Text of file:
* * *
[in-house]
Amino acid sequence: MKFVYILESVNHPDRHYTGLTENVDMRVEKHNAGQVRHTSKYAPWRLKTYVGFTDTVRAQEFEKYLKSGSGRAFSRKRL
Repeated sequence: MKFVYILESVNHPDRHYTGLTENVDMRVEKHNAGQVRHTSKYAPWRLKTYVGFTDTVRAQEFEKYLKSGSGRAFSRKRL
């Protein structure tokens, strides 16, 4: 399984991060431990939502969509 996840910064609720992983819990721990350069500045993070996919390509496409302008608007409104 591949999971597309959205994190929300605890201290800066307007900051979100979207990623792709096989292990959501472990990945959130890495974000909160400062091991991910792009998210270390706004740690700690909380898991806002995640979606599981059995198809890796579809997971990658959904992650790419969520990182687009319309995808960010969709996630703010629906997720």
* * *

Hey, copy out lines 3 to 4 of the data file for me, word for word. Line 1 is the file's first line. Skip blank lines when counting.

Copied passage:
Repeated sequence: MKFVYILESVNHPDRHYTGLTENVDMRVEKHNAGQVRHTSKYAPWRLKTYVGFTDTVRAQEFEKYLKSGSGRAFSRKRL
């Protein structure tokens, strides 16, 4: 399984991060431990939502969509 996840910064609720992983819990721990350069500045993070996919390509496409302008608007409104 591949999971597309959205994190929300605890201290800066307007900051979100979207990623792709096989292990959501472990990945959130890495974000909160400062091991991910792009998210270390706004740690700690909380898991806002995640979606599981059995198809890796579809997971990658959904992650790419969520990182687009319309995808960010969709996630703010629906997720």